AS ELECTION DAY NEARS, A KEY CONTEST IS FEAR VERSUS HOPE
I’M REALLY AFRAID.
Actually, afraid doesn’t really describe it. I’m terrified, frightened, heart-stoppingly, stomach-churning scared stupid at the prospect of the nightmare that will occur if Republicans win next week.
If the they take over one branch of Congress or both, if they win election-controlling posts in the states, then our fragile democracy may be on its way to ruin.
Which is not to say the GOP will win on Nov. 8.
I’d like to believe that enough Americans care about their country, and understand the horror that malevolent governments bring about in other places of the world, voters won’t let that happen to the United States of America.
Most people I’ve met in my 80-plus years are, at their core, nice.
They help out in homeless shelters; contribute to fund-raising campaigns for sick children. They care about their children. They coach their kids’ teams, go into hawk for their college educations, buy them cars. Some jump onto subway tracks to rescue people who have fallen off. Others volunteer to fight in Ukraine. Lots of people adopt dogs facing death in over-filled kennels.
There are just millions upon millions of people who want to make their country better, and a lot of them are voting right now and will turn out next Tuesday.
As to the other half of America, I’m at a loss to understand why they are devoted to Donald Trump and his attempt to overthrow the last election; why they demonize children struggling with gender identity; why they don’t want other people to have medical care, homes, good educations; why they want to ban books in school libraries; why they make fun of an 82-year-old man who’s had his skull hammered just because he’s Mr. Pelosi.
So, with the 2022 election only days, really just hours, away, I’m an emotional wreck.
I WONDER HOW PEOPLE who already are in desperate situations cope – the people who are in Ukraine, fighting off the Russian invaders; people who don’t have food; people already facing the devastation of climate change, their homes destroyed by fire and floods; people who already are seeing their reservoirs go dry; people who’ve already lost their children to bullets on city streets and in small town classrooms.
One way that I’m trying to cope with election anxiety is not to predict the election or listen to other people’s predictions, until the votes are counted.
I’m doing a few small things that I’m not sure will make a difference, but that at least might, theoretically, possibly. My wife and I wrote 355 letters for the Vote Forward campaign, which asked volunteers write brief, non-partisan messages simply asking folks to vote, without suggesting whom or what party to vote for.
I’ve been canvassing for the Democratic candidate, Seth Magaziner, who’s the Democratic candidate for the Rhode Island’s open Congressional seat. Most people I visit aren’t home or not answering the door; some have lost faith in the “system” and aren’t voting; a few have voted already; some won’t say who for, which probably means they’re voting for Seth’s Republican opponent.
These are very, very limited things, these steps. My Vote Forward letters were hand-written, which means in my case, they were hand-scrawled-printed in a barely readable script you’d expect to find in a ransom note. It’ll be a surprise if many recipients open them and a miracle if even one goes to the polls as a result.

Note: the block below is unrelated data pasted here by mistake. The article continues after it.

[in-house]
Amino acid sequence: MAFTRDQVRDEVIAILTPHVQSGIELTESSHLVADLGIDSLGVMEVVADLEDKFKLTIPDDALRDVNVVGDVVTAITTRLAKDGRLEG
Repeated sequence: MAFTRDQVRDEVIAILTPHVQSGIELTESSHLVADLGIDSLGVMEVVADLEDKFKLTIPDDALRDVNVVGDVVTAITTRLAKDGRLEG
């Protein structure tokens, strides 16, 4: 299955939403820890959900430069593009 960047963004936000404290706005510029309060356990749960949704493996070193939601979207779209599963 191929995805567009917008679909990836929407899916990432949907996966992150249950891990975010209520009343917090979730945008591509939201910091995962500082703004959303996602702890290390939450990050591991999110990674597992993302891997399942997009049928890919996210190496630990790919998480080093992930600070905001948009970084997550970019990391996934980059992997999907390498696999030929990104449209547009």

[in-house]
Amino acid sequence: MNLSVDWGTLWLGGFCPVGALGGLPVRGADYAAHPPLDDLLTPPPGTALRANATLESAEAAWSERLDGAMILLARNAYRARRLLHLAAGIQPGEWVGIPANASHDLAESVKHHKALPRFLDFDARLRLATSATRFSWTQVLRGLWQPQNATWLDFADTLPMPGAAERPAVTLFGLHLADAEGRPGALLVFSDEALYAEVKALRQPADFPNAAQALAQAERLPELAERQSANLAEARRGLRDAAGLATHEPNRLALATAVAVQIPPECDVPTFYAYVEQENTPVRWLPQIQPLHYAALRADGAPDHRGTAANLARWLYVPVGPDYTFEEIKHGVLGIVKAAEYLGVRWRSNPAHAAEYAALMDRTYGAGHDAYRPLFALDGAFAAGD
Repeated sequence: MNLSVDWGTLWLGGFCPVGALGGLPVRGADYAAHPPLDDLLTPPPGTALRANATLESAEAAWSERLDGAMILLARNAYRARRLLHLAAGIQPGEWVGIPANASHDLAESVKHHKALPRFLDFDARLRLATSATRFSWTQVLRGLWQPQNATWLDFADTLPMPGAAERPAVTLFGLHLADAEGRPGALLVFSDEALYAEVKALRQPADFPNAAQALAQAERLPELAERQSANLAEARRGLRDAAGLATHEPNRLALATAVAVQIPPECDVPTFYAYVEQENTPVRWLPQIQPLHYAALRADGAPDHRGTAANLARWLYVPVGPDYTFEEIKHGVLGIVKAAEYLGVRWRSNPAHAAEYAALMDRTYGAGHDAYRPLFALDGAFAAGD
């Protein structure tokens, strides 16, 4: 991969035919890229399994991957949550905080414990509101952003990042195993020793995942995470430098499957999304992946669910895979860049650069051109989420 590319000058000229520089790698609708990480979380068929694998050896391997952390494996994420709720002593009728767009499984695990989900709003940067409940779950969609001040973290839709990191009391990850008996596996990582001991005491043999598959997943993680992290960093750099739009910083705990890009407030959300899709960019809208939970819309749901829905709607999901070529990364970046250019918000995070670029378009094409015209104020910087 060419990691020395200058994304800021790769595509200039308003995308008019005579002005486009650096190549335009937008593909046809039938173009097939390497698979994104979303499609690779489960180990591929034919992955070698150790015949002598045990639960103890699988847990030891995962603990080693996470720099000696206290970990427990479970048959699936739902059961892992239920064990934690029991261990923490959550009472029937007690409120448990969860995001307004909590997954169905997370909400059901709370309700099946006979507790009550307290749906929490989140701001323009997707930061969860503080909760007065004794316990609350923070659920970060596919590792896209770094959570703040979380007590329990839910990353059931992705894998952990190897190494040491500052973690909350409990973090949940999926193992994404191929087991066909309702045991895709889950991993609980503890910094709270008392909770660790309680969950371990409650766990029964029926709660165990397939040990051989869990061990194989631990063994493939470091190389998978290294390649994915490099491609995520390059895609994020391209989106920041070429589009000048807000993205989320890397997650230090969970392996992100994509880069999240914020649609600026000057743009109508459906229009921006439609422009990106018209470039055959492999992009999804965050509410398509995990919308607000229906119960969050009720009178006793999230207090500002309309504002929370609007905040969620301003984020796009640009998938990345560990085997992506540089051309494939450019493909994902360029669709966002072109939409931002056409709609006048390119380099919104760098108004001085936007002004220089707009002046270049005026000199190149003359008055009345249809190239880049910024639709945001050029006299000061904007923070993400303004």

I have friends who are doing the very same things.
ONE THING I'M NOT DOING in these final seconds leading up to Nov. 8 – and I am a journalist by trade – I am not following the news, listening to NPR, watching TV news, hardly glancing at the two newspapers that land on our bushes or those that show up online; I'm not tuning into the liberal cable network,MSNBC or downloading political podcasts
Our house is in a news blackout.
Because I don’t want to hear that the polls aren’t looking good or that they are; don't want to hear that the Democrats have botched messaging; that the trends are terrible or terrific; that history of midterms disfavors the “party in power,” that Joe Biden’s favorability numbers are a drag on the rest of the Democrats or what the shocking results of the latest focus group of barely interested voters are telling us - or not.
I know the reporters and the analysts and the pundits have to write and talk about something, and that many of them are doing their best to provide a running account of where things stand. But right now, they don’t really know – not absolutely – what’s going to happen.
I’m not letting anyone take away my hope.
I know that underdogs win in politics as well as in sports. I know if I get discouraged, depressed, and down in the dumps, I’ll give up on carrying out the little, but actual, things I can do before election day, things that may influence the outcome in a close race.
I need to keep focused on working, on winning, because I’ll despise myself, looking back, if I don’t do the little I can because I gave up too early, and I got talked out of hope. I happen to live in a tiny, terrific state whose motto is “Hope;” it’s right there on on the Rhode Island state flag.
I know that if “we” lose on election day, that the fight for democracy will not be over, because the evil forces that are at work today will be still at it tomorrow. I know that if “we” lose the election, that the fight for democracy must continue; it will be just that much harder.
So, until the long-anticipated Nov. 8 that’s now just seconds away, I’m listening to music, watching mysteries on TV and ringing door bells -- hoping at least one person will answer and agree that their vote counts.
BRIAN C. JONES